Story Highlights• Tom Ridge endorses Republican Sen. John McCain for president
• Former Pennsylvania governor says McCain is ready to lead "from day one"
• Ridge's endorsement may provide little boost to McCain's campaign
• Endorsements have little impact on voters unless they are unexpected
By Jeff Greenfield
CNN Senior Analyst
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NEW YORK (CNN) -- Just how much does it mean when a major presidential candidate wins another politician's endorsement? It's possible -- indeed almost inevitable -- that it'll be poked, prodded, and pondered for every scrap of significance. But let me suggest another approach -- take a deep breath, and try the decaf.
Tom Ridge on Wednesday endorsed Arizona Sen. John McCain, one of several candidates for the Republican Party's 2008 presidential nomination. Ridge is a former governor of Pennsylvania, which has lots of convention delegates, and, maybe more to the point, he's the former head of the Department of Homeland Security.
When declaring his endorsement of McCain, Ridge said "I think as we look to 2008, he's an individual who will be prepared to lead on day one." (Watch Ridge explain why he endorsed McCain )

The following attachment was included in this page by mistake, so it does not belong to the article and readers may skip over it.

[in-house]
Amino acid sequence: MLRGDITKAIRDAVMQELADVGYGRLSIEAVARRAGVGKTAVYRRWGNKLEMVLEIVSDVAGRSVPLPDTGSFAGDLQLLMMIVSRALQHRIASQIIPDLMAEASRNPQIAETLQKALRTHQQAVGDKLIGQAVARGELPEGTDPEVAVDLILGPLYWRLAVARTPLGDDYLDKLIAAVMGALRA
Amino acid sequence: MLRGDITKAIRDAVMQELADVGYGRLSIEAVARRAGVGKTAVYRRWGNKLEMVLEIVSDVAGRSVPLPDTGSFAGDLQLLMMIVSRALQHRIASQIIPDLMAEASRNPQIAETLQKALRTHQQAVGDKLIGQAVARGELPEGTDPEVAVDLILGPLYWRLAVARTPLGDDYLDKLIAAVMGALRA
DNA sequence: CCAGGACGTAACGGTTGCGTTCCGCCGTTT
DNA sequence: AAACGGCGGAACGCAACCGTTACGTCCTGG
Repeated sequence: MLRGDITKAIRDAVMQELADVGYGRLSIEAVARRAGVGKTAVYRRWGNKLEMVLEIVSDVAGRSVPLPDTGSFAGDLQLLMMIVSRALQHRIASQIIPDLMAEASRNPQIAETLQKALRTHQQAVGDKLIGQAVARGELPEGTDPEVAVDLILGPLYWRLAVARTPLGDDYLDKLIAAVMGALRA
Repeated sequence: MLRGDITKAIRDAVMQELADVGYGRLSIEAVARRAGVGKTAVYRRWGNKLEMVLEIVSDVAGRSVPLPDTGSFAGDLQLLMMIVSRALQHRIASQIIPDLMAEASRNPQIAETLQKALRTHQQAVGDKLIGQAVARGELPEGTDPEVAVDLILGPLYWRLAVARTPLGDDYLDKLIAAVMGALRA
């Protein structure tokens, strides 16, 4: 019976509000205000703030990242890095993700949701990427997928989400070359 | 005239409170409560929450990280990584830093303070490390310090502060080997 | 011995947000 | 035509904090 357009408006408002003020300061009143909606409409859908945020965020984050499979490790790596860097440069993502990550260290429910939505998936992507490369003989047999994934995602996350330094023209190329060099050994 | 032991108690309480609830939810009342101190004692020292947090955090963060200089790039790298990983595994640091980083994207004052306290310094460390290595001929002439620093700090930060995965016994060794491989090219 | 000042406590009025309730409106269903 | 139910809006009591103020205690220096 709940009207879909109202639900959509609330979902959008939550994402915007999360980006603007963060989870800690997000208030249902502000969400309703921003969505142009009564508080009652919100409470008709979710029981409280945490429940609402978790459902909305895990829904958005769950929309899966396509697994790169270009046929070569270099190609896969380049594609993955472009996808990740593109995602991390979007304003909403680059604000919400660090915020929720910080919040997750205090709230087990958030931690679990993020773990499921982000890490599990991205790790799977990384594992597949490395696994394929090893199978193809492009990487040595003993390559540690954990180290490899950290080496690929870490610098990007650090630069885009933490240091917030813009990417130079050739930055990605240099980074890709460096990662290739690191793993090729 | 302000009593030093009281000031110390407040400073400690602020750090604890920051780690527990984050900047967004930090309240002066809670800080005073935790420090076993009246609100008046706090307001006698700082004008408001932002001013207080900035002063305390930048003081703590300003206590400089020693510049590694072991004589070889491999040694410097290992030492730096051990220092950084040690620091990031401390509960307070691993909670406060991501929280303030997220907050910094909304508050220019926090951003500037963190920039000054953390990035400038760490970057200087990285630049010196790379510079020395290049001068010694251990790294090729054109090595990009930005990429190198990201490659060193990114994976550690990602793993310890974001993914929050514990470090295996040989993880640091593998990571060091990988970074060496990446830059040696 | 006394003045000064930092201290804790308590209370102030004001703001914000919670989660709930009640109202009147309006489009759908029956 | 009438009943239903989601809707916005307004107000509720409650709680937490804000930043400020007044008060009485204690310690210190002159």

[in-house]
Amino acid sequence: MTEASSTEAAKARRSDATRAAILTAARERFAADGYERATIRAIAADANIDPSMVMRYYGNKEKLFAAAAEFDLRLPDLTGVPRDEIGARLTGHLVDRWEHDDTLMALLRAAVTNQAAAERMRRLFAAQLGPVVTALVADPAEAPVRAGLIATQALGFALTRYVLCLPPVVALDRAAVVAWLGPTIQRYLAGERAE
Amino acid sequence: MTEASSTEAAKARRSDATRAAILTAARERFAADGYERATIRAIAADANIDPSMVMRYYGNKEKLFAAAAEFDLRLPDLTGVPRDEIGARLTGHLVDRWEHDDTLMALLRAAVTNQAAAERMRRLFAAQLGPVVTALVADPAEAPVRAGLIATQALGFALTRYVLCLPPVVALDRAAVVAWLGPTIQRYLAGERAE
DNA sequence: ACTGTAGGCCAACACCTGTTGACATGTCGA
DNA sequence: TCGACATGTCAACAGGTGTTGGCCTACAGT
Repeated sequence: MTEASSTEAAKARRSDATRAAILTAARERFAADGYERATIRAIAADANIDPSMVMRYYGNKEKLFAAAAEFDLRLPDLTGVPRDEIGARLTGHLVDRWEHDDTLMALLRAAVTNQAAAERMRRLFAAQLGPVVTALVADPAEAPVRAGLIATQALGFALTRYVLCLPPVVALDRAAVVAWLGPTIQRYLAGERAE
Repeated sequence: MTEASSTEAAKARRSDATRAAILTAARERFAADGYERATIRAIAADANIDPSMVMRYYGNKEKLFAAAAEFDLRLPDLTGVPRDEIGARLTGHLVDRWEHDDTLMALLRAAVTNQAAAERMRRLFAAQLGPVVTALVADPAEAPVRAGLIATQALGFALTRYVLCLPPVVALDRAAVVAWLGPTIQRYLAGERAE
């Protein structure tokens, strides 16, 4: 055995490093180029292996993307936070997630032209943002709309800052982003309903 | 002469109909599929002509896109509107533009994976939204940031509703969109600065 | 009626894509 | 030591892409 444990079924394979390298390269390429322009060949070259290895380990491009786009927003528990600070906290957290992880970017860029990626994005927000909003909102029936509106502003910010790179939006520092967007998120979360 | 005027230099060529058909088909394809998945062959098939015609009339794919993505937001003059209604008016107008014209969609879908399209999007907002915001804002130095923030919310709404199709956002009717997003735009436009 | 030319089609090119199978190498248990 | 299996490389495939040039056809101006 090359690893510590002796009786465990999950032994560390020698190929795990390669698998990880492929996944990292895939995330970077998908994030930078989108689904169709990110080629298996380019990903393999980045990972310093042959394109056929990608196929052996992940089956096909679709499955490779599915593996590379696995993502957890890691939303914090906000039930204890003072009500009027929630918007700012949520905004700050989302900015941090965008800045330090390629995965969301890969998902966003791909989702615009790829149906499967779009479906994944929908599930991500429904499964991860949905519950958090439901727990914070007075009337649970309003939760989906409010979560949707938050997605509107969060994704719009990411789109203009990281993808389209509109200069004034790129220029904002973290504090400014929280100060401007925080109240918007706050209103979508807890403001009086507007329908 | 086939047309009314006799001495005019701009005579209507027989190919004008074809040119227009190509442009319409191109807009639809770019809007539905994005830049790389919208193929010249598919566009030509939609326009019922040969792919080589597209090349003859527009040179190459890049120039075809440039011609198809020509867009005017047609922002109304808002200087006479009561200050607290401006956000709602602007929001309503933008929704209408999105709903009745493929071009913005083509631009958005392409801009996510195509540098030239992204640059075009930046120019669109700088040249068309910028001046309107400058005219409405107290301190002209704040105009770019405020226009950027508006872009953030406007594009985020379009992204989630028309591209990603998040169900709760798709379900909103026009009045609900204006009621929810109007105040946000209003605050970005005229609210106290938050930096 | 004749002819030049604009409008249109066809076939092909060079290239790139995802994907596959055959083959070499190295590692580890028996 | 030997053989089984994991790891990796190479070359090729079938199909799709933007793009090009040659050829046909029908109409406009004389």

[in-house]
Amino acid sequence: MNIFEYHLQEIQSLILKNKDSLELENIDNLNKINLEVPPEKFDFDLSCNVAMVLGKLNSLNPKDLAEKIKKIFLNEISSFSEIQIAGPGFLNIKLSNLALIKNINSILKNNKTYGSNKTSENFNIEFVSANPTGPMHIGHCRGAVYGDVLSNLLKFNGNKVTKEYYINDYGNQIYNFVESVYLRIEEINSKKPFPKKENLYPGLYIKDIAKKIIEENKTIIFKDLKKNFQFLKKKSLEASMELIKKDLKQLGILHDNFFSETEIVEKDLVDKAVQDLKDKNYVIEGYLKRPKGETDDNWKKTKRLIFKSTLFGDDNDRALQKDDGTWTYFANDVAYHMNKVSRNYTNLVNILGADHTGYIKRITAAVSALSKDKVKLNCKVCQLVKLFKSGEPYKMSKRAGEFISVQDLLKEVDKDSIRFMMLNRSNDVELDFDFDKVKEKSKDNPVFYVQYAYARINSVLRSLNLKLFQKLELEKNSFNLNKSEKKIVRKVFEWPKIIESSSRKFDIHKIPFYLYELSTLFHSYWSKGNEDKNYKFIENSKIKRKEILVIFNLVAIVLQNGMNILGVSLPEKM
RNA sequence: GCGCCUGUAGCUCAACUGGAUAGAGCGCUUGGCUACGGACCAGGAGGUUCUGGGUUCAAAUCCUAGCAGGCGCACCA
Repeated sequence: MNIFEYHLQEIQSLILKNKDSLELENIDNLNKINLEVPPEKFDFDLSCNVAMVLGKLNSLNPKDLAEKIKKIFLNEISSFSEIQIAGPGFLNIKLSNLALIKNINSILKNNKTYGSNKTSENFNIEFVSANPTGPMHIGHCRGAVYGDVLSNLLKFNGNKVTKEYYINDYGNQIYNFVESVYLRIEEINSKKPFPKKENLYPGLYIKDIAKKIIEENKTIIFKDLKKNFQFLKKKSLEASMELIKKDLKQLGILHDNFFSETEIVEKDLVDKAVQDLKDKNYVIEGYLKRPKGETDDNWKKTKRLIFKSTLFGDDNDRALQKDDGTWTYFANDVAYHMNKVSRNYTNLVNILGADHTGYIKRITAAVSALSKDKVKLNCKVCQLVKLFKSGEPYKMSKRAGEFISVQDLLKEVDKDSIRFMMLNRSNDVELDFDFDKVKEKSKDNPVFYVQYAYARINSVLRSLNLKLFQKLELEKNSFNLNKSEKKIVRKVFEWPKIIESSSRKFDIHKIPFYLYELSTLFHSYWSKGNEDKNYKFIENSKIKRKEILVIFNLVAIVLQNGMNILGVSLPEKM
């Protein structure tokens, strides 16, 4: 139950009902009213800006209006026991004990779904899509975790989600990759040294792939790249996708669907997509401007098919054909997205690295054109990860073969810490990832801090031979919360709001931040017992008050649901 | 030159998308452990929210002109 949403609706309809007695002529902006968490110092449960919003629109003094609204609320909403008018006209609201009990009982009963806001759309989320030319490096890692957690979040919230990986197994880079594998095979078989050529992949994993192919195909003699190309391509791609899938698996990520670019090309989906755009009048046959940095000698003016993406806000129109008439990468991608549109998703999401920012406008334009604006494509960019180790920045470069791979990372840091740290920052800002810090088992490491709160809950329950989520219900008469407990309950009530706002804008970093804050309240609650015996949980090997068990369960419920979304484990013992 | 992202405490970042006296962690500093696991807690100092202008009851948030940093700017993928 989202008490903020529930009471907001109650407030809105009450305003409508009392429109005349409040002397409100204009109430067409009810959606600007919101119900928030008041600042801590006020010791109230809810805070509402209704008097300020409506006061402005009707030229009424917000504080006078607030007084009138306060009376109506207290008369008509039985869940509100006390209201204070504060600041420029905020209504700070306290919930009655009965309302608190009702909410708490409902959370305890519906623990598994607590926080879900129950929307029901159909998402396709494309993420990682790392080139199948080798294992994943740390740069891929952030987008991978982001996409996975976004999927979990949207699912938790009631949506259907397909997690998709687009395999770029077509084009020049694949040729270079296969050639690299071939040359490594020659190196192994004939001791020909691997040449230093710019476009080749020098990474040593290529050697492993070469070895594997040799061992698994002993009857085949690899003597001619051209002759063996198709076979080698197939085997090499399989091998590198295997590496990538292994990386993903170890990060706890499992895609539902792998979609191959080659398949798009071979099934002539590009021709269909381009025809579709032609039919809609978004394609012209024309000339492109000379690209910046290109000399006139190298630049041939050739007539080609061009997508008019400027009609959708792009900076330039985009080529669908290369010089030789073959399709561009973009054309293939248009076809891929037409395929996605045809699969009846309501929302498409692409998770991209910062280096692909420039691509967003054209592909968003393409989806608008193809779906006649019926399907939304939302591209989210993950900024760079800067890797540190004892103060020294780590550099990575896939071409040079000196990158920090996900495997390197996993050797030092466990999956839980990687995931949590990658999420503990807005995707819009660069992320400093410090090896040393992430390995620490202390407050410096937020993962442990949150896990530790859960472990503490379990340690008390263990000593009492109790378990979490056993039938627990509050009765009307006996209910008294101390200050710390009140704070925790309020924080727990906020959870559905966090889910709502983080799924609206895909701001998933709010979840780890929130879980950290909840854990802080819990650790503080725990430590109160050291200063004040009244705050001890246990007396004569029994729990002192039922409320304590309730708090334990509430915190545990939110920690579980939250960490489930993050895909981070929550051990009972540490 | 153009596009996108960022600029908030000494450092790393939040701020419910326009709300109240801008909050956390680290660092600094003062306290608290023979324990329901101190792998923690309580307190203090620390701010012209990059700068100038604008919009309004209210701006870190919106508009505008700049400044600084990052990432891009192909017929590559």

A ha! There's the significance! After all, it's former New York Mayor Rudy Giuliani whose work in the hours and days after September 11, 2001, made him "America's Mayor" and a viable White House contender. So maybe it's a blow to Giuliani.
Or maybe not. After all, Ridge's tenure at Homeland Security was not exactly smooth sailing. For instance, the suggestion that Americans protect their homes with duct tape drew derisive tabloid headlines, including "Daffy Duct" and "Duct and Cover."
And as for the famous color-coded warnings -- that was pure grist for the "Saturday Night Live" mill.
More broadly, endorsements in general have proven less than consequential. In 1972, Sen. Ed Muskie had virtually the entire Democratic establishment behind him, His campaign was dead by spring.
In 2000, former New Hampshire Governor John Sununu and just about the whole of the New Hampshire Republican political community backed George W. Bush. McCain beat him by 19 points.
And in late 2003, the surging campaign of Howard Dean was boosted by the backing of the Democrats' last nominee, Al Gore. Coincidence or not, the campaign began to "un-surge" almost immediately.
That fall, two iconic heroes of American males -- Bruce Springsteen and Howard Stern -- threw their support to Democrat John Kerry -- who lost the white male vote by a landslide.
So when does an endorsement matter? When it's a surprise because it comes from an unlikely source. For example, if Bill Clinton were to back Barack Obama, that would be a pretty big deal.
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